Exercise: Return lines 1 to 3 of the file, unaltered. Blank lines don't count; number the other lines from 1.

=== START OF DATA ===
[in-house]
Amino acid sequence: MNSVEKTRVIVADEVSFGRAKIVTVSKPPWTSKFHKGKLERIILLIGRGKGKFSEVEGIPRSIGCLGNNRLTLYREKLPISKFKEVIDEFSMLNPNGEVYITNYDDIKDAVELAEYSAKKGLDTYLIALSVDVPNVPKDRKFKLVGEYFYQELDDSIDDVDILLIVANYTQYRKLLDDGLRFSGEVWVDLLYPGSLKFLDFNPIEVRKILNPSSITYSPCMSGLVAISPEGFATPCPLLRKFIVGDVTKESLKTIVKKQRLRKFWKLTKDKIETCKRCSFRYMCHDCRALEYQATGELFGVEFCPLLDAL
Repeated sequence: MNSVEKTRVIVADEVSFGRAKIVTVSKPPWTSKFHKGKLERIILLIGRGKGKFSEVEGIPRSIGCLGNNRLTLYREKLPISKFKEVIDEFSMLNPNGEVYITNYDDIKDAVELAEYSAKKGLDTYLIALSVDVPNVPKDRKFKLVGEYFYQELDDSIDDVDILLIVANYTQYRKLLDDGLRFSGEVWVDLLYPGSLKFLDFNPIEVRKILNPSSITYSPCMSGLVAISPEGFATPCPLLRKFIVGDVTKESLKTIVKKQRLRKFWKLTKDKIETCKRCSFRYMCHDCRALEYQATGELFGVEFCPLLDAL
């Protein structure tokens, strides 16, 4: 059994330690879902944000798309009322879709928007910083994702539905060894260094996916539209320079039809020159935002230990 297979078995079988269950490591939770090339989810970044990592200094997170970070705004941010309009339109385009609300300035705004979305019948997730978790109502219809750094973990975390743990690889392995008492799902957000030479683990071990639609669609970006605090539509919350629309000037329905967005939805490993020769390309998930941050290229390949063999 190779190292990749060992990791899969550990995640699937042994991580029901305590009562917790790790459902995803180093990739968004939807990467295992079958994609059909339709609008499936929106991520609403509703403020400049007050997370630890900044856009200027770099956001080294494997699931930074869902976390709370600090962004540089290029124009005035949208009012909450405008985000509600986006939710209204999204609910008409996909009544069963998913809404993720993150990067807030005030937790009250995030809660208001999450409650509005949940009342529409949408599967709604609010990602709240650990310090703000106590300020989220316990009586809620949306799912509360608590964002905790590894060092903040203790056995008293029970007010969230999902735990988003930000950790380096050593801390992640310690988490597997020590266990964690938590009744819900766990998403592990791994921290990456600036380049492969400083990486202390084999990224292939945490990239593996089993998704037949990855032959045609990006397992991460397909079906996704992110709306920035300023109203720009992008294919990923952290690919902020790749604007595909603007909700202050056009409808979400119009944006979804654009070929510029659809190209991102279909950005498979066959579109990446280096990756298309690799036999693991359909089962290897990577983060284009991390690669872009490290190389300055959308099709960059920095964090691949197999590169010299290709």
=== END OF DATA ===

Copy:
[in-house]
Amino acid sequence: MNSVEKTRVIVADEVSFGRAKIVTVSKPPWTSKFHKGKLERIILLIGRGKGKFSEVEGIPRSIGCLGNNRLTLYREKLPISKFKEVIDEFSMLNPNGEVYITNYDDIKDAVELAEYSAKKGLDTYLIALSVDVPNVPKDRKFKLVGEYFYQELDDSIDDVDILLIVANYTQYRKLLDDGLRFSGEVWVDLLYPGSLKFLDFNPIEVRKILNPSSITYSPCMSGLVAISPEGFATPCPLLRKFIVGDVTKESLKTIVKKQRLRKFWKLTKDKIETCKRCSFRYMCHDCRALEYQATGELFGVEFCPLLDAL
Repeated sequence: MNSVEKTRVIVADEVSFGRAKIVTVSKPPWTSKFHKGKLERIILLIGRGKGKFSEVEGIPRSIGCLGNNRLTLYREKLPISKFKEVIDEFSMLNPNGEVYITNYDDIKDAVELAEYSAKKGLDTYLIALSVDVPNVPKDRKFKLVGEYFYQELDDSIDDVDILLIVANYTQYRKLLDDGLRFSGEVWVDLLYPGSLKFLDFNPIEVRKILNPSSITYSPCMSGLVAISPEGFATPCPLLRKFIVGDVTKESLKTIVKKQRLRKFWKLTKDKIETCKRCSFRYMCHDCRALEYQATGELFGVEFCPLLDAL